MARTIN O’Neill is inching ever closer to becoming the next Sunderland manager.
The Northern Irishman has made it crystal clear behind the scenes that he wants the job – and if progress is made swiftly, then the could be announced as Steve Bruce’s successor today.
Even if talks stretch into tomorrow, the 59-year-old is expected to be Sunderland’s manager for the club’s game against Wolves on Sunday – though whether he takes his place in the dug-out or watches from the stands will be a decision for him.
Sunderland have moved with speed in the wake of Bruce’s dismissal on Wednesday afternoon and should, as expected, they get their man in time for the Wolves game, it will have been a tremendous effort to sort out negotiations and paperwork in double quick time.
There was contact with Mark Hughes’ representatives in the wake of Bruce leaving the club as Sunderland considered their options. But O’Neill was always the club’s first choice and negotiations have been smoothed by the fact that Sunderland want O’Neill and O’Neill wants to come.
Real progress was made in talks yesterday, the first full day after Bruce’s departure, and the last details are now being thrashed out.
O’Neill will make changes at the club and is determined to bring in his own staff as he looks to revive Sunderland after a turgid start to the campaign.
He has spent more than a year out of the game, having parted company with Aston Villa in August last year, and has clear ideas in mind about the fresh start he wants to make.
He will feel comfortable at Sunderland, the club he supported as a boy growing up in Northern Ireland when he idolised Irish centre-half and Roker legend Charlie Hurley.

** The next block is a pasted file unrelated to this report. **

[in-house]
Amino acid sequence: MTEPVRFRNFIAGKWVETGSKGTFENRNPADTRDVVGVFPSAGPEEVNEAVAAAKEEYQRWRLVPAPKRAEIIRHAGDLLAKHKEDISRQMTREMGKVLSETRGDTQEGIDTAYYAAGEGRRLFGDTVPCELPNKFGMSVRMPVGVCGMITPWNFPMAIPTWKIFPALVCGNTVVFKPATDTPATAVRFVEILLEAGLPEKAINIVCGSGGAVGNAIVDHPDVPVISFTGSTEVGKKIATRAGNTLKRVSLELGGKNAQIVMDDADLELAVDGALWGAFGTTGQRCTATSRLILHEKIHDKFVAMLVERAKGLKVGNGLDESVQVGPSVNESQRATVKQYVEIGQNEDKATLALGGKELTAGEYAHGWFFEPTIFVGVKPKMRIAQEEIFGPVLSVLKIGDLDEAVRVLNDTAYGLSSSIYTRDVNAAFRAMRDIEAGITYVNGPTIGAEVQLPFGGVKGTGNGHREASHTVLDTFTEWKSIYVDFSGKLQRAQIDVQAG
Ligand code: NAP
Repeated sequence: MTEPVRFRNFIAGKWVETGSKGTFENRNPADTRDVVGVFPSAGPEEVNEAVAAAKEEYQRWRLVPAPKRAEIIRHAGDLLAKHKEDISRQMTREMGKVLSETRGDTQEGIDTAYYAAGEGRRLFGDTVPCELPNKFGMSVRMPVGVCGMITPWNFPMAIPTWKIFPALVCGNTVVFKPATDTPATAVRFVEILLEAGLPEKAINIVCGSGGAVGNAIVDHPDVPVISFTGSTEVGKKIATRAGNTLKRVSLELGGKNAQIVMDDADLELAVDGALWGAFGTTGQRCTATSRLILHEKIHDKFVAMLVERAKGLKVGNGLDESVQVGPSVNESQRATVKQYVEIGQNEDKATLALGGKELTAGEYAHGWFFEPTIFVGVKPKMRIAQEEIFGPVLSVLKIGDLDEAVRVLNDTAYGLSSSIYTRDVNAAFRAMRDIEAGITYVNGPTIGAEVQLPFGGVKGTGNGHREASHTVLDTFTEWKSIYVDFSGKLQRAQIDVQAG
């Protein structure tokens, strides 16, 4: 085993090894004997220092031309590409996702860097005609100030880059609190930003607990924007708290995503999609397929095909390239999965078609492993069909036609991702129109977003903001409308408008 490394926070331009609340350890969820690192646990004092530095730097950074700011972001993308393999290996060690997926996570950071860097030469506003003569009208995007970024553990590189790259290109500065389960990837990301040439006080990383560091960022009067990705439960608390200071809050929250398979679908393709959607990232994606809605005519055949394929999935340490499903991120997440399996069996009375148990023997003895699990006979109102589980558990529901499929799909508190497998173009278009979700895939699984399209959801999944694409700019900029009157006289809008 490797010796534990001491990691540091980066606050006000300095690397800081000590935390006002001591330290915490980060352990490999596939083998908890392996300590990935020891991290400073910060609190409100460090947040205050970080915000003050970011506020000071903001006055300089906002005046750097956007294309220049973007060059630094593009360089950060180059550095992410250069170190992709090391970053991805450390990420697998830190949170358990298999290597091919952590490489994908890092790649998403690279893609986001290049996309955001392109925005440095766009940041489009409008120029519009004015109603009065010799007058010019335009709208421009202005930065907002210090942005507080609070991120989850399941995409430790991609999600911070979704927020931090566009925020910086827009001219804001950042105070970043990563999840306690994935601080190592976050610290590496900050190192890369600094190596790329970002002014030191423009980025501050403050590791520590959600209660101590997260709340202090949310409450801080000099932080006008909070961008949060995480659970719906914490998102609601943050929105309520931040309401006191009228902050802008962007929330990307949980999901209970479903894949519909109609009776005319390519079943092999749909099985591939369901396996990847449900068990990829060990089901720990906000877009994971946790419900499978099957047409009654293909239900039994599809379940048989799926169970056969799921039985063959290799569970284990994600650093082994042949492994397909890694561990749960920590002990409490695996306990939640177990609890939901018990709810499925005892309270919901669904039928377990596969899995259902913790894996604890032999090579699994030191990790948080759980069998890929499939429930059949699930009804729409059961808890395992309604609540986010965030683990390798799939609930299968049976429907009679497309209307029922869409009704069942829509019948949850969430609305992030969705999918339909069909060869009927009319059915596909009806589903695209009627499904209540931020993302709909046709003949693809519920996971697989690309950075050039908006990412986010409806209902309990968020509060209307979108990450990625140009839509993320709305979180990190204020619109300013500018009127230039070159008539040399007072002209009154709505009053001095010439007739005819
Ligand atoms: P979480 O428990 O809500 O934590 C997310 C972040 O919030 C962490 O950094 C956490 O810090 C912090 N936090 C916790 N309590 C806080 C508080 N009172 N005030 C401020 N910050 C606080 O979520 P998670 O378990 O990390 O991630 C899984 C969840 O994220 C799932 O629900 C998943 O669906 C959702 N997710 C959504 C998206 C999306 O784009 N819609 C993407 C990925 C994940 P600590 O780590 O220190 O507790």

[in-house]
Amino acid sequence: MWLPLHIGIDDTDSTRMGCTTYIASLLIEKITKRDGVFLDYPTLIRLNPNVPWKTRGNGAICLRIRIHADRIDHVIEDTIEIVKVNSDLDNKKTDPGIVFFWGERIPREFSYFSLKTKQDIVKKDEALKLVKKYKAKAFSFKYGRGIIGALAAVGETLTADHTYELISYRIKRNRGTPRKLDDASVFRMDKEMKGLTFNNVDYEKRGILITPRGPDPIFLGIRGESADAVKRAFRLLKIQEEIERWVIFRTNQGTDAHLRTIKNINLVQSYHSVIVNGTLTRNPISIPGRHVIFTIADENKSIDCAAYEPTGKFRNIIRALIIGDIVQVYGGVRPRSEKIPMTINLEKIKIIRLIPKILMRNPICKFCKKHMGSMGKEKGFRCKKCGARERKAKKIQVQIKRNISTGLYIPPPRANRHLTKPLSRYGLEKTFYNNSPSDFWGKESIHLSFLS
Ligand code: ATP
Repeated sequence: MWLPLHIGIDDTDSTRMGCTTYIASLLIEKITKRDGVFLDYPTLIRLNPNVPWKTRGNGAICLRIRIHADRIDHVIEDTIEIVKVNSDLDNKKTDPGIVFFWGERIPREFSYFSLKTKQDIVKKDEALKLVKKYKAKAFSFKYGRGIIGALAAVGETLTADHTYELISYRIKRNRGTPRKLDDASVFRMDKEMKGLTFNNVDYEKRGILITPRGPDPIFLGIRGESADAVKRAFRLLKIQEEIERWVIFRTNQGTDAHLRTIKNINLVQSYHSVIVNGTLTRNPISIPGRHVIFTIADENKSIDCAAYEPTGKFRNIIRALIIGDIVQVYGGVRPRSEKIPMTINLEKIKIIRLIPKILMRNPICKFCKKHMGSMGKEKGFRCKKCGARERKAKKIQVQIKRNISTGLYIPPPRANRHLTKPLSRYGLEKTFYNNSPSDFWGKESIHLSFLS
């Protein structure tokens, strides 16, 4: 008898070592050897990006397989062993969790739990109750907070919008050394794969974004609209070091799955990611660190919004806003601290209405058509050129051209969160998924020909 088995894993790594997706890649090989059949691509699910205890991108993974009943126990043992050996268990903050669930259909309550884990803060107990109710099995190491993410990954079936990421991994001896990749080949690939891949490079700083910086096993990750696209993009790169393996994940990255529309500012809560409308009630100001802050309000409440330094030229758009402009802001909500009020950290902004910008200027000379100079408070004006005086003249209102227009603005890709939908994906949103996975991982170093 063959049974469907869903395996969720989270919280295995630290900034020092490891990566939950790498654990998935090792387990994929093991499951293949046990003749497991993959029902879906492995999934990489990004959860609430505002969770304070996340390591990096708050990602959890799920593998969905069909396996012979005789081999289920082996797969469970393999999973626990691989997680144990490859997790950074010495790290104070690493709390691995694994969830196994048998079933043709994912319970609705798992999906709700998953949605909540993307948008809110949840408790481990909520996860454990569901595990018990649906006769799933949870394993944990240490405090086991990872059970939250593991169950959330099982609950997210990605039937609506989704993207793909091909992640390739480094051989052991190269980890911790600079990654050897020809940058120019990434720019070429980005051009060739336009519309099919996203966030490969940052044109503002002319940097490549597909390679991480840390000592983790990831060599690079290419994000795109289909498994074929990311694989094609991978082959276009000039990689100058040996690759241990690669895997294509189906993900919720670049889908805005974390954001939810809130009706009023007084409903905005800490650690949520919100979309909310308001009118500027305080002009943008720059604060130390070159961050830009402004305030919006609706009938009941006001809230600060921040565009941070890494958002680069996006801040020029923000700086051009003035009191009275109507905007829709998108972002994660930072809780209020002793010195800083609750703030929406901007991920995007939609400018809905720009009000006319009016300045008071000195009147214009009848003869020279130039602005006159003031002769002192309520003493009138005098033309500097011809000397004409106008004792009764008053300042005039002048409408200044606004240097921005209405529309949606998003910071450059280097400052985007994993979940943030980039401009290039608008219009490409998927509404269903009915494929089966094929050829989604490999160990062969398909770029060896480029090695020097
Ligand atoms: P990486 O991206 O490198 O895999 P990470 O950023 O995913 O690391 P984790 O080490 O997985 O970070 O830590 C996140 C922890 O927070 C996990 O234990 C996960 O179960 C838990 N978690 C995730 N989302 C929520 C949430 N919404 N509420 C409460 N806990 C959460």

And he will relish the challenge of fulfilling the hopes and expectations of Sunderland’s massive fanbase.
Much has been made about both owner Ellis Short and Martin O’Neill’s relationship with Villa’s American owner Randy Lerner.
H Turn to page 77.
O’Neill and Lerner fell out badly during the Irishman’s final few months as Villa manager and the suggestion was that if Short and Lerner compared notes, the ex-Villa manager might not emerge with too much credit.
But that has proved a dead issue with Sunderland looking at O’Neill’s long-term track record, the quality and character of the man himself and the fact that this appointment would mark a fresh start.
Certainly it would galvanise and unite supporters on Wearside, who have already welcomed talk of his appointment.
He is the person most fans would have named if they could have chosen an ideal man for the job.
And his arrival is certain to put thousands on the crowd attendance at the Stadium of Light next week for his first home game, the match against Blackburn Rovers.
Short has a fairly undeserved reputation for being ruthless in his decision-making, but he stayed behind Bruce for as long as he possibly could.
But he was concerned about dwindling attendances and the prospect of a real low for the Blackburn game if Bruce had stayed in charge and fans had voted in their masses by staying away.
Not only has that fear being removed with the removal of Bruce himself, but should O’Neill be appointed there should be the prospect of a full house to welcome the Irishman to Wearside.